COMBINATION CAMERA VARIATION 2 STEREO
The Blair Tourograph & Dry Plate Company, Boston, Massachusetts 1881-1882
5x8 model with a 6-1/2 x 8-1/2 extension back
Combination Camera Variation 2 by the Blair Tourograph & Dry Plate Company, Boston, Massachusetts, configured for stereo work. The Combination name derived from the camera's ability to be used in multiple formats with an extension back, as well as to produce stereo images. Variation 2 of the camera was made in 4x5 (with 5x8 extension) or 5x8 (with 6-1/2x8-1/2 or 8x10 extensions). With a Blair Tourograph Co., Boston" stamping on the center bed member and a nickel-plated Blair Tourograph and Dry Plate Company name tag, the camera was likely made in 1881-1882 as the company transitioned to the new name. The extension back is also stamped "Blair Tourograph Co., Boston" along with "Pat. May 2, 82." and "Sam C. Partridge, Agent, San Francisco". The patent date references Patent No. 257,206 issued to Thomas H. Blair of Franklin, Massachusetts for the design of the extension back. This patent was assigned to the Blair Tourograph and Dry Plate Company, Boston, Massachusetts. Sam C. Partridge was a San Francisco dealer in photographic and magic lantern goods during the 1880's and early 1890's.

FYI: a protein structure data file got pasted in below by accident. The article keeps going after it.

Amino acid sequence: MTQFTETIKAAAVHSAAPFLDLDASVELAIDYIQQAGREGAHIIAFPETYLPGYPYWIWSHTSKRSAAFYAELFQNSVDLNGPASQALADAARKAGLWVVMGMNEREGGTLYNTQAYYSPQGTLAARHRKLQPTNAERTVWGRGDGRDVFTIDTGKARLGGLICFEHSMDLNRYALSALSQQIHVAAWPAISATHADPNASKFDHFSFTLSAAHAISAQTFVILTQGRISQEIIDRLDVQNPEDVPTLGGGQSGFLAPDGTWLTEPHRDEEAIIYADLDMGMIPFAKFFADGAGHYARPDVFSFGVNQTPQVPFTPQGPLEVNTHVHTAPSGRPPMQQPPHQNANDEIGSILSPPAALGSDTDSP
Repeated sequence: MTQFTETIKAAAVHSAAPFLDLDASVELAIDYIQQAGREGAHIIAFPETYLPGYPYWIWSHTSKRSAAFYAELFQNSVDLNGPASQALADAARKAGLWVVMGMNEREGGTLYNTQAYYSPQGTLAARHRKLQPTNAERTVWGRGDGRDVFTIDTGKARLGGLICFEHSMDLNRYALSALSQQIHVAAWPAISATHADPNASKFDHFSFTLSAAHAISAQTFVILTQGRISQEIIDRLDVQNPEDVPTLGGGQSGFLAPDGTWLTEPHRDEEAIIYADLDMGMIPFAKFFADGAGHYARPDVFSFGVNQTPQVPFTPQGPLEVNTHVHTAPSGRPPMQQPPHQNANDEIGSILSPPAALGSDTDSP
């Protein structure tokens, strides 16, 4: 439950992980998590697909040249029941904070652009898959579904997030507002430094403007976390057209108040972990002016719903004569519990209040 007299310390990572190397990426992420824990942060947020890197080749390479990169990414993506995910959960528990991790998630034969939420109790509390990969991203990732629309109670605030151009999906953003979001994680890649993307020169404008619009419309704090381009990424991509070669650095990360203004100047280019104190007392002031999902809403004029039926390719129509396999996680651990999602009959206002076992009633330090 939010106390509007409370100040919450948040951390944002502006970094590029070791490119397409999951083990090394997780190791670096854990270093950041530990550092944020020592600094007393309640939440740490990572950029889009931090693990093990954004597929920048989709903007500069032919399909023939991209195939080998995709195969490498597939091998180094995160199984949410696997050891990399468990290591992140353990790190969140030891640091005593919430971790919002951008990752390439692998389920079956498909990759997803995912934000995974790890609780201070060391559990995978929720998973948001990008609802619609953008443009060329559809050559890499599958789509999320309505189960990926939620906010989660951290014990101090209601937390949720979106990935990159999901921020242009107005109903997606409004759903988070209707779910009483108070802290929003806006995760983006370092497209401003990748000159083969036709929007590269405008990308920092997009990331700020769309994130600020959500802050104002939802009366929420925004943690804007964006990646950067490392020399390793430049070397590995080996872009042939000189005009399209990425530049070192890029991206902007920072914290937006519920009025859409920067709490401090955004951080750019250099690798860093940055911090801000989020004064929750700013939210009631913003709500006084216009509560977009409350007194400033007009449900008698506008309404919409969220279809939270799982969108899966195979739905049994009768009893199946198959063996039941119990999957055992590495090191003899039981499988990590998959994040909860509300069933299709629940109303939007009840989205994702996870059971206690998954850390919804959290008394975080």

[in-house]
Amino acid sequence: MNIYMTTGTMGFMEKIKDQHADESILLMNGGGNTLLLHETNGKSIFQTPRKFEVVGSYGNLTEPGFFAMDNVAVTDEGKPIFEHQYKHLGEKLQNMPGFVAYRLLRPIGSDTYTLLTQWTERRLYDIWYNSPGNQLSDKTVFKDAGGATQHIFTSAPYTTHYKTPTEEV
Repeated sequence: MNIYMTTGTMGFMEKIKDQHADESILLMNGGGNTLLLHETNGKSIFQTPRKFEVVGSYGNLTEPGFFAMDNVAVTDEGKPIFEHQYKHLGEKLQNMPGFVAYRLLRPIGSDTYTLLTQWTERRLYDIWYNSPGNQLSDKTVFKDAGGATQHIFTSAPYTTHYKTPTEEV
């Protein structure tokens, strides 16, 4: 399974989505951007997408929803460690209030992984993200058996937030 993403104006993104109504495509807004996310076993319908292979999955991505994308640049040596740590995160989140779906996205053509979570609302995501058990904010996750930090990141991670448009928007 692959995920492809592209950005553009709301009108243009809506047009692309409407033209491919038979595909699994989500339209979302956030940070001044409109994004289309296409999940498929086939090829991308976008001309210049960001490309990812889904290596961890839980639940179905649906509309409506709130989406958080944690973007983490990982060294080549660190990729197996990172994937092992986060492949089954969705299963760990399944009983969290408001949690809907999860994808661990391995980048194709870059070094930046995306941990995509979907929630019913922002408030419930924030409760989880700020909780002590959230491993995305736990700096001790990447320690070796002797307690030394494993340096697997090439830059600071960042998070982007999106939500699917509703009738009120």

The Combination Camera in all its variations was produced under the Blair Tourograph & Dry Plate Company name from 1881 until 1886, then under the Blair Camera Company name till at least 1895.
This 5x8 example is set up for stereo work, having two nickel-plated Anthony "EA" lenses and its original septum. Also shown is a stereo flap shutter unmarked as to maker.
Below is a cabinet card by Helperson, Lake Mills, Iowa, showing a photographer (possibly Helperson himself) with a Blair Tourograph Combination Stereo Camera with its extension back in place, its tripod, plate holder, travel cases and what appears to be the camera's 5x8 standard back:
Cabinet card by Helperson, Lake Mills, Iowa 1880's
Close-up of the Combination Stereo Camera
Blair Tourograph & Dry Plate Company cameras and apparatus can be considered very scarce, with equipment from the earlier Blair Tourograph Company being extremely rare.
The following pages 2-9 depicting the Combination Camera are from an undated Blair Tourograph & Dry Plate Company catalogue. However, the date is estimated to be 1883, since it carries the new Blair Tourograph & Dry Plate Company name and features the Blair Knockdown Camera which appeared only briefly in early 1883: